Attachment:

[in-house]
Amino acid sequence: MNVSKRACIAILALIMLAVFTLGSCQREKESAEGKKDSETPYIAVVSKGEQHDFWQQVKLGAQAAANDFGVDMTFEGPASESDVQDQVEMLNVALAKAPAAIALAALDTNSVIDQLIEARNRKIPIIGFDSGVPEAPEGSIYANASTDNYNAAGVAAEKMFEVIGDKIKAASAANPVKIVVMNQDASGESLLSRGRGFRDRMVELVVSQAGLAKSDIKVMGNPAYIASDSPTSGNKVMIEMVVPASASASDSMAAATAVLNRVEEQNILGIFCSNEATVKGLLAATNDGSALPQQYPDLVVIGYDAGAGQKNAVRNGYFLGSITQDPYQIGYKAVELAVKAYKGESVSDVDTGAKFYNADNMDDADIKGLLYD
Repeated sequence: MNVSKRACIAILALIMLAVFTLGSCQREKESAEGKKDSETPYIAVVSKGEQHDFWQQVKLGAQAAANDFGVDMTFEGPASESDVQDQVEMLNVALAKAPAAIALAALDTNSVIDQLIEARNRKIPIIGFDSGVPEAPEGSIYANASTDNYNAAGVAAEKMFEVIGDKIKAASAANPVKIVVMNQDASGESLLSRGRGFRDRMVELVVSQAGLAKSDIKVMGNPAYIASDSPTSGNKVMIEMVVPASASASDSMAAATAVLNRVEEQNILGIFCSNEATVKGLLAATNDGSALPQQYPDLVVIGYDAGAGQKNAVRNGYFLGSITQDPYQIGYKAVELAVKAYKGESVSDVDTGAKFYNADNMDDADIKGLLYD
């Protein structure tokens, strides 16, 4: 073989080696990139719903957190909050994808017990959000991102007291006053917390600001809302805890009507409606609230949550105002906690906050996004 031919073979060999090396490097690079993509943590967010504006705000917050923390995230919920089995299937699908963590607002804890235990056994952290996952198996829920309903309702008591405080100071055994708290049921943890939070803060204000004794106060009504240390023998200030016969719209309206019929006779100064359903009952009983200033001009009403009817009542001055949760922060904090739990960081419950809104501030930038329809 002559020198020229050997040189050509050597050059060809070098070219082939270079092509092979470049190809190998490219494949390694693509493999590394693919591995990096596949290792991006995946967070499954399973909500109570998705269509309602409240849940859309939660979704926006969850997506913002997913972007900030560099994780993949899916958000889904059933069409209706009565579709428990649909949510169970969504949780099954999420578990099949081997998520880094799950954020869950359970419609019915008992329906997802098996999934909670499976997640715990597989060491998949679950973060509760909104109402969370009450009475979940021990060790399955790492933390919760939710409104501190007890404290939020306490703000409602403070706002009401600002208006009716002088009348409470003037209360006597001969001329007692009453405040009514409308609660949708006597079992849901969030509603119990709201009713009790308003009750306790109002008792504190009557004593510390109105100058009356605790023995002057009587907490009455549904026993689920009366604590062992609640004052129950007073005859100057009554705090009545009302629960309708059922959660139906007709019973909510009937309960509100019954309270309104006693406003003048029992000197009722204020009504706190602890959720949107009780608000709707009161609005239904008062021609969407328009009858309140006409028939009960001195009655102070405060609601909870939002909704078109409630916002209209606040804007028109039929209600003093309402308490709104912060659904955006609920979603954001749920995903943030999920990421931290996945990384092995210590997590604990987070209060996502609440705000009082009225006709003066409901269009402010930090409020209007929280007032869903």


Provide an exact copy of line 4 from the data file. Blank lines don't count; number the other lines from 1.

């Protein structure tokens, strides 16, 4: 073989080696990139719903957190909050994808017990959000991102007291006053917390600001809302805890009507409606609230949550105002906690906050996004 031919073979060999090396490097690079993509943590967010504006705000917050923390995230919920089995299937699908963590607002804890235990056994952290996952198996829920309903309702008591405080100071055994708290049921943890939070803060204000004794106060009504240390023998200030016969719209309206019929006779100064359903009952009983200033001009009403009817009542001055949760922060904090739990960081419950809104501030930038329809 002559020198020229050997040189050509050597050059060809070098070219082939270079092509092979470049190809190998490219494949390694693509493999590394693919591995990096596949290792991006995946967070499954399973909500109570998705269509309602409240849940859309939660979704926006969850997506913002997913972007900030560099994780993949899916958000889904059933069409209706009565579709428990649909949510169970969504949780099954999420578990099949081997998520880094799950954020869950359970419609019915008992329906997802098996999934909670499976997640715990597989060491998949679950973060509760909104109402969370009450009475979940021990060790399955790492933390919760939710409104501190007890404290939020306490703000409602403070706002009401600002208006009716002088009348409470003037209360006597001969001329007692009453405040009514409308609660949708006597079992849901969030509603119990709201009713009790308003009750306790109002008792504190009557004593510390109105100058009356605790023995002057009587907490009455549904026993689920009366604590062992609640004052129950007073005859100057009554705090009545009302629960309708059922959660139906007709019973909510009937309960509100019954309270309104006693406003003048029992000197009722204020009504706190602890959720949107009780608000709707009161609005239904008062021609969407328009009858309140006409028939009960001195009655102070405060609601909870939002909704078109409630916002209209606040804007028109039929209600003093309402308490709104912060659904955006609920979603954001749920995903943030999920990421931290996945990384092995210590997590604990987070209060996502609440705000009082009225006709003066409901269009402010930090409020209007929280007032869903």